The government has launched a consultation into changes to the reduced rate of VAT for the installation of energy-saving materials (ESMs). It comes after a ruling by the European Court of Justice that the UK’s special low rate of 5% was illegal.
The government intends to amend the VAT legislation as part of its Finance Bill and the consultation is looking at the best way to ‘retain as much of the relief as possible, while ensuring that UK law is fully compliant with EU law’.
The court ruled that the UK had incorrectly applied the VAT reduction as part of its social policy for providing tax relief to social housing, charity premises, care homes and children’s homes. Insulation, draught stripping, central heating and hot water controls, solar panels, wind turbines, water turbines, heat pumps, micro CHP and biomass boilers were all subject to the lower rate in certain properties, and to help alleviate fuel poverty.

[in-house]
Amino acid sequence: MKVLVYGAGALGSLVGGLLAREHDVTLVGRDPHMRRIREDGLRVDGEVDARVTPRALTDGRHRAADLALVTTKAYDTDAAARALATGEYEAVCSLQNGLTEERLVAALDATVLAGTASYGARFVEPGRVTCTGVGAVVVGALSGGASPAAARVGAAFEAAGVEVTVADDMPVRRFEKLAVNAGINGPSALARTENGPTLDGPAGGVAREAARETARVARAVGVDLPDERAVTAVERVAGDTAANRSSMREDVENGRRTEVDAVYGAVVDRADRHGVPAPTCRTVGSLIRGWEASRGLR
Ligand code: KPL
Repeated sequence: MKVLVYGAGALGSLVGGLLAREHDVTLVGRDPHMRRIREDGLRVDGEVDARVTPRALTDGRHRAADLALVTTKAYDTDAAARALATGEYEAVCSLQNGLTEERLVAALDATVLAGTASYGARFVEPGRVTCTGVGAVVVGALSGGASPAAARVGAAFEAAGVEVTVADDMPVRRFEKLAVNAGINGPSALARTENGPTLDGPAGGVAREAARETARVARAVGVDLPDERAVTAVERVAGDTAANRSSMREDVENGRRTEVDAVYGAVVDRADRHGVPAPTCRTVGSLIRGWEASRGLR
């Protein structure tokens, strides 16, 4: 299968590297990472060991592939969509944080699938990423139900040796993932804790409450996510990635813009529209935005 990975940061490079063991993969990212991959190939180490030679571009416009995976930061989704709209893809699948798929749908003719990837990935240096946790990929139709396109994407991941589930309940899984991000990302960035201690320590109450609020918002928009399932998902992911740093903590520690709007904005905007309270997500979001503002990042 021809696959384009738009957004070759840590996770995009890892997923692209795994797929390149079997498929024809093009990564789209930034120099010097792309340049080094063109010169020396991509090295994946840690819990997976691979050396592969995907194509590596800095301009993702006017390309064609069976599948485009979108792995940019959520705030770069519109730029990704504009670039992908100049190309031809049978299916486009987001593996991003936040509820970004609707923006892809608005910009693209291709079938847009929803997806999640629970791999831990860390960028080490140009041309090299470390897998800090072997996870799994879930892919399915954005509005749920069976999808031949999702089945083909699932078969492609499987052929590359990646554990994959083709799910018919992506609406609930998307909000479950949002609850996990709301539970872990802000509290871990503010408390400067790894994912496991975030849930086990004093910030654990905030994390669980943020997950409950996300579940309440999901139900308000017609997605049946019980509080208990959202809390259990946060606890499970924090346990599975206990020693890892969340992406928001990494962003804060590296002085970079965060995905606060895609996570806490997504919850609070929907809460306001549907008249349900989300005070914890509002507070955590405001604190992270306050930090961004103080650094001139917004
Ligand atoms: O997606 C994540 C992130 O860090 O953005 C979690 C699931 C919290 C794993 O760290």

Under European legislation, the UK can have up to two different reduced rates of VAT. Currently, the UK has just the 5% rate, which is the lowest allowed; so the possibility remains that a higher – but still less than the standard 20% – rate could be used for ESMs.
The UK was accused of applying the relief too widely by failing to restrict the benefit to certain social groups, or those with certain social needs. It was also said to have included, in the list of ESMs, items that did not constitute the ‘provision, construction, renovation or alteration’ of residential property.
The Association for Public Service Excellence, which works with local authorities on renewable energy projects, said it was ‘perplexed’ by the court’s stance. Its director of energy, Mark Bramah, said: ‘This will further damage the ability of many local authorities to improve their housing stock and reduce fuel poverty in an effective, low carbon way.’
Contribute to the government’s consultation here.